So, you have separated acceptable solutions from unacceptable solutions by creating a dictionary, but as already mentioned, your search algorithm is designed to take advantage of the non-random aspects of your dictionary. IOW, the algorithm is matched to the solutions. Knowledge of the solutions and the type of algorithm which will work is used to create the correct algorithm which builds upon previous results and also sorts these results in order to achieve lesser probable results in the future at better than chance performance. All of this complementary knowledge is extraneous to the evolutionary search itself and is essential to the success of the search and is thus active, problem specific, guiding information.

You do realize that the most that your EA shows is that the targets for life, and search algorithm to necessarily travel those pathways and to reach the targets are set before the search ever begins. Is that the hallmark of a system built upon a random set of variables?

Now, let’s discuss NFL Theorem a bit:

NFL Theorem states that no method of search (algorithm) will, on average, perform better than any other algorithm [to produce consistently better than chance results] without problem specific information guiding it. The example of finding the Ace of Spades in "Active Information in Evolutionary Search" excellently illustrates the point of the NFL Theorem.

IOW, from what I understand, if you have no knowledge of the search space structure, and you separate acceptable from unacceptable targets, any method (search algorithm) of finding an acceptable target will perform as well as any other method and will on average discover the acceptable target at no better than chance probability. That is, unless active information regarding the search space structure and/or information helping to determine the location of any of the acceptable targets is programmed into the search algorithm in the form of "warmer/colder hints," “stepping stone searches,” “partitioned searches,” “fitness selectors” etc. (Many types of adaptive algorithms are discussed in "Conservation of Information in Search: Measuring the Cost of Success.")

So, what separates an EA from random search? According to NFL Theorem, if the EA is to find a target better on average than random search there must be some problem specific information (knowledge about the targeted problem) guiding it. “Concerning the NFLT, Ho and Pepyne write “unless you can make prior assumptions about the ... [problems] you are working on, then no search strategy, no matter how sophisticated, can be expected to perform better than any other" [15]. According to Wolpert and Macready search can be improved only by “incorporating problem-specific knowledge into the behavior of the [optimization or search] algorithm" [30].

Anticipating the NFLT, Schaefer [24] notes "a learner [without active information] ... that achieves at least mildly better-than-chance performance ... is like a perpetual motion machine." The "prior assumptions" and "problem specific knowledge" required for "better-than-chance performance" in evolutionary search derives from active information that, when properly fitted to the search algorithm, favorably guides the search.” Have you discovered, within your program, the information theoretic equivalent to perpetual motion machines? (Of course, understanding this point, you will see why I am so sceptical re: processes allegedly creating information at averages exceeding probability without guiding, problem specific, active information.)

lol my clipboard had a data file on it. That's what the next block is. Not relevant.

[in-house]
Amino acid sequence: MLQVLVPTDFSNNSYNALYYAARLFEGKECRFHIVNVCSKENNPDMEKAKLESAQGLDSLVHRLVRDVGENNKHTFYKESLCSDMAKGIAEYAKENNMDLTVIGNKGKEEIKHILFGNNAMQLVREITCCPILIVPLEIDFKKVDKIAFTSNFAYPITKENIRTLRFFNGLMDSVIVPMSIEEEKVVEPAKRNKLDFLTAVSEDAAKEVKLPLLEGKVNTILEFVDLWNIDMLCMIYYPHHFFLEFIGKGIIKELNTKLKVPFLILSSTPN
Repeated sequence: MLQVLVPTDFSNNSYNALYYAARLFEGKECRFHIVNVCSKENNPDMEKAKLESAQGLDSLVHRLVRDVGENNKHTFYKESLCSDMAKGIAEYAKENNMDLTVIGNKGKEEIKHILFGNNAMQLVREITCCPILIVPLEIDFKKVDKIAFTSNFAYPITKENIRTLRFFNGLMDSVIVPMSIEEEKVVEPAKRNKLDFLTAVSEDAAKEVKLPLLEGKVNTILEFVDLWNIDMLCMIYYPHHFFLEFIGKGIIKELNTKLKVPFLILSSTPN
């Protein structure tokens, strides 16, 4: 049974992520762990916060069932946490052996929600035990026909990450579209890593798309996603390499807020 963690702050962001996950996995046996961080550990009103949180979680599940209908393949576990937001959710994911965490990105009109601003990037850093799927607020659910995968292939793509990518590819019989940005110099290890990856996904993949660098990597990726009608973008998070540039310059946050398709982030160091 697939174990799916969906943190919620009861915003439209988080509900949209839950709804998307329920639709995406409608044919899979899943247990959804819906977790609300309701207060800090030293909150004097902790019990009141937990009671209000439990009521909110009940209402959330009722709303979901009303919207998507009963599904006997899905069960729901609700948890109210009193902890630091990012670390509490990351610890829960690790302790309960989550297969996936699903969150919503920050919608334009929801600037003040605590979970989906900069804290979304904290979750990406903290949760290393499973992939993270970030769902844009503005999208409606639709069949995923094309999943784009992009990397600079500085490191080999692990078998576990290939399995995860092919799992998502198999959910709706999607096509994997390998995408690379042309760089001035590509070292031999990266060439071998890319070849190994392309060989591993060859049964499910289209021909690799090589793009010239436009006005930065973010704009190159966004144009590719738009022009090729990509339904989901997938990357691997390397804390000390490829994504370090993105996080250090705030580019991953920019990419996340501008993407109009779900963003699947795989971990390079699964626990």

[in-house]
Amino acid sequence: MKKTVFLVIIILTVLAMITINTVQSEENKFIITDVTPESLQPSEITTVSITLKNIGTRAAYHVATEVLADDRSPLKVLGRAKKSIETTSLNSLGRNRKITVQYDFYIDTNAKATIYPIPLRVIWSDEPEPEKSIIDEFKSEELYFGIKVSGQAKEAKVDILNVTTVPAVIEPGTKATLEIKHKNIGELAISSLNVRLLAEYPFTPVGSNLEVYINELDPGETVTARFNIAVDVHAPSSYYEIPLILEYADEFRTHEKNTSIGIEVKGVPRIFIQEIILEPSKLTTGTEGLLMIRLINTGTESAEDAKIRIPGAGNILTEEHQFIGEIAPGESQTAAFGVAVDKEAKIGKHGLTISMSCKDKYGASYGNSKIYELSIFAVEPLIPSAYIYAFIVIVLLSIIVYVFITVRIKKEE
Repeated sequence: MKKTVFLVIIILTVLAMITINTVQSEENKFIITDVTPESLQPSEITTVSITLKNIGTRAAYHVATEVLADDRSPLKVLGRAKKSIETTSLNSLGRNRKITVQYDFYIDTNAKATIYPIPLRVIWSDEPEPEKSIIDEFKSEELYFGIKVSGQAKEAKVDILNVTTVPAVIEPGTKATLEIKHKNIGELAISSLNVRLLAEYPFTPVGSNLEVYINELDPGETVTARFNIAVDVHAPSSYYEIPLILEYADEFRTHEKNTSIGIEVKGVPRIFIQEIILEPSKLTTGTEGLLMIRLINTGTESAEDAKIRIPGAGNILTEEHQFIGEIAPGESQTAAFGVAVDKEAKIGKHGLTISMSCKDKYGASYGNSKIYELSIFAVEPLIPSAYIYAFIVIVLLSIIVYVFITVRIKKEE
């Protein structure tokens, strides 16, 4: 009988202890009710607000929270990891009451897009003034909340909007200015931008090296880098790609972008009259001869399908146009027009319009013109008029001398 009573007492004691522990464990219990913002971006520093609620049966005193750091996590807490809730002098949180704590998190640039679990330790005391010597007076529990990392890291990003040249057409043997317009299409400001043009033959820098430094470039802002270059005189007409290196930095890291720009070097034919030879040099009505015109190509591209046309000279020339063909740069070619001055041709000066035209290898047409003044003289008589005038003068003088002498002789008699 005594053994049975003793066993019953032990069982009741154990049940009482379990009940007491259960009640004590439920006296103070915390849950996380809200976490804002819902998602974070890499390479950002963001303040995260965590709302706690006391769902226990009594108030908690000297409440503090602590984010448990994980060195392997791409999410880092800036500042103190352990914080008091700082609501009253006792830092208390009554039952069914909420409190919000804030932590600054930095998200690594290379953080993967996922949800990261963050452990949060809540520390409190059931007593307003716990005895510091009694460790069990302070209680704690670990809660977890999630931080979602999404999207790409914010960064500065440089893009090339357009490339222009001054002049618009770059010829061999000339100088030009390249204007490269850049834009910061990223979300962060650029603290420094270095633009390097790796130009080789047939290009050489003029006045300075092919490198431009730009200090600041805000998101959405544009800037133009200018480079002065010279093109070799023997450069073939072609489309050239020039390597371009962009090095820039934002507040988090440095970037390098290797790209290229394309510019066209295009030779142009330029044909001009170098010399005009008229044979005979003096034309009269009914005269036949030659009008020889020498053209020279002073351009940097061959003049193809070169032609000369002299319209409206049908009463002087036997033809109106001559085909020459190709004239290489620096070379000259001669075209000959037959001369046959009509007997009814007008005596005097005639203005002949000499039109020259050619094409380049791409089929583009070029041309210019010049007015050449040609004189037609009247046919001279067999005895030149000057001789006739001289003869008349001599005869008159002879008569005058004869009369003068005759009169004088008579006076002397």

Now, back to the “knowledge of a deviation from uniformity of the search space” that was briefly mentioned earlier.

The conclusion of “Active Information in Evolutionary Search:”

“Active information, when properly prescribed, successfully guides an evolutionary search to a solution by incorporating knowledge about the target and the underlying structure of the search space. That structure determines how the search deviates from the uniformity assumption of the NFLT. HÄaggstrÄom's "geographical structure[s]," "link structure[s]," search space "clustering," and smooth surfaces conducive to "hill climbing" are examples that reinforce rather that refute the conclusion that intelligent design proponents draw from the NFLT, namely, that the success of evolutionary search depends on the front-loading of active information. Thus, in biology as in computing, there is no free lunch [8].”

Since the NFL Theorem assumes a uniform search space (maximum information entropy), we can conclude that any random search spaces being acted upon by any chosen method of search (search algorithm) will not, on average, arrive at targets at better than random chance, nor will one random set of search space and search algorithm consistently perform better than chance over time. This is consistent with what I understand to be part of the basis for Conservation of Information:

A "learner... that achieves at least mildly than better-than-chance performance, on average, ... is like a perpetual motion machine - conservation of generalization performance precludes it.”

--Cullen Schaffer on the Law of Conservation of Generalization Performance. Cullen Schaffer, "A conservation law for generalization performance," in Proc. Eleventh International Conference on Machine Learning, H. Willian and W. Cohen. San Francisco: Morgan Kaufmann, 1994, pp.295-265.